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Sunday, September 20, 2015

Contest and Creativity

Despite threats of strikes all summer, and not even a tentative deal for elementary teachers as yet, the school bell has rung and classes are back in session. Some students bounded through the doors happy to be back, and others had to be physically dragged out of bed on that first day. As a kid, I was part of that latter group. It wasn’t that I disliked learning – I just wanted to learn what I wanted, how and when I wanted to. The curriculum didn’t make concessions for my whims. Now that I’m all grown up, I still like to learn new things and I get to pick and choose now. Most adults do enjoy expanding their horizons so, in honour of the first week of school, we’ve compiled a few lesson plans of our own. Read on to find out what your fall classes have to offer.

Math – Those of you who watch Jimmy Fallon may have seen this one on The Tonight Show. We don’t get many trick or treaters in Orr Lake, but you can still get into the spirit with a pumpkin time bomb. Just get a pumpkin and some rubber bands (all bands the same size). Wrap the bands around the pumpkin and track the number of bands it takes to make it explode. You may be wondering how this is particularly pertinent to our little hamlet. Actually, it’s not but there’s a math teacher at John McGregor Secondary School in Chatham who turned it into a math lesson and even created a Google Form that will collect data from people around the globe trying the experiment. His name? Jon Orr. To learn more about this project go to For more ideas, visit his website:

Art – If blowing pumpkins up isn’t your thing, get your creative juices flowing and enter our pumpkin art contest, open to anyone who has purchased a 2015 or 2016 membership – cottagers and permanent residents alike. Carve them, paint them, stack them, arrange them to re-enact the Battle of the Plains of Abraham – whatever medium or form you like. Don’t worry if, like me, you aren’t terribly talented in the arts department. We’re offering one prize in each of two categories. The first is artistic merit and the second is creative invention (where the idea counts more than the execution). Just take a photo of your creation and email it to us by October 30th along with your name, address and preferred contact information. The winning photos and short interviews with the creative geniuses will be featured in an upcoming article right here in this column.

Phys Ed – Did you know that Orr Lake Golf Club has a 3 Hole Par 3 Course called the Orr Lake Learning Links? This initiative increases the opportunity for kids, families and beginners to try out the game of golf. The 3 holes are 51, 98 and 48 yards and, instead of the usual 4 inch putting cups, include 8 inch cups making it easier for beginners. The Learning Links costs $5 per person and includes a chipping club, putter and 3 balls.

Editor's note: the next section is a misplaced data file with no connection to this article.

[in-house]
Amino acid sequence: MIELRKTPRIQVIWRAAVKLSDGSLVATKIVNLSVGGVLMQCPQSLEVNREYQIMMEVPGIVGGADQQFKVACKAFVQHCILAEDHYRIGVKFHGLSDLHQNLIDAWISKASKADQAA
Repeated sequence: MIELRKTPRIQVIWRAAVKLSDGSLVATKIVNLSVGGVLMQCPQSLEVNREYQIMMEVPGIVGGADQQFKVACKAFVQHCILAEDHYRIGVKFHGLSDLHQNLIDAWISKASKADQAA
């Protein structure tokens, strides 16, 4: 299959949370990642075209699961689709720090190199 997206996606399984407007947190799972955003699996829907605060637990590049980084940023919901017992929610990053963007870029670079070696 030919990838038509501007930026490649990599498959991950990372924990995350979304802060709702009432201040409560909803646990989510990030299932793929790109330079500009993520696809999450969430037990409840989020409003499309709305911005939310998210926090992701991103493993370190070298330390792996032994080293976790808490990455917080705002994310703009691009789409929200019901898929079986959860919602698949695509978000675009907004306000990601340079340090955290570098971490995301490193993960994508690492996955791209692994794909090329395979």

Language – This course involves a bit of shameless self-promotion. Orr Lake is home to a member of local writing group, Wye Write. That would be yours truly. The group has just published our fourth collection of short stories and will be touring the area presenting The Stories Behind the Stories. Keep an eye out for posters around town, and be sure to read the Springwater News cover to cover so you don’t miss the next event. To order a copy of the new book, just send off a quick email to If you do attend an event, please be sure to let us know you heard about it here.

Music – Here’s one you can do when you’re outside relaxing or getting in those last few boating outings during these last warm days. Match a song to how you feel when you’re cruising the water or just sitting back watching the waves. Send us your titles and the name of the artist. If we get enough submissions, perhaps we can put together a playlist that can be burned to discs for everyone who submits a song to enjoy.

Science / Social Studies – Before old man winter gets a grip on the land, find one thing that you can do today to make the lake more sustainable or be kind to our wildlife. Clean up a patch of the road or plant a naturalized shoreline. When you fertilize or treat for weeds and pests, use natural products. Build a bat house, plant milkweed or get the suet feeder ready for the cold months. Let us know what you accomplish – you can even send us photos to post on the blog.

If you’ve considered all these possibilities, and still find yourself wanting to burrow back under the covers, take heart. If the folks from the Farmer’s Almanac know what they’re doing there are plenty of snow days in the not too distant future when you’ll be able to do just that!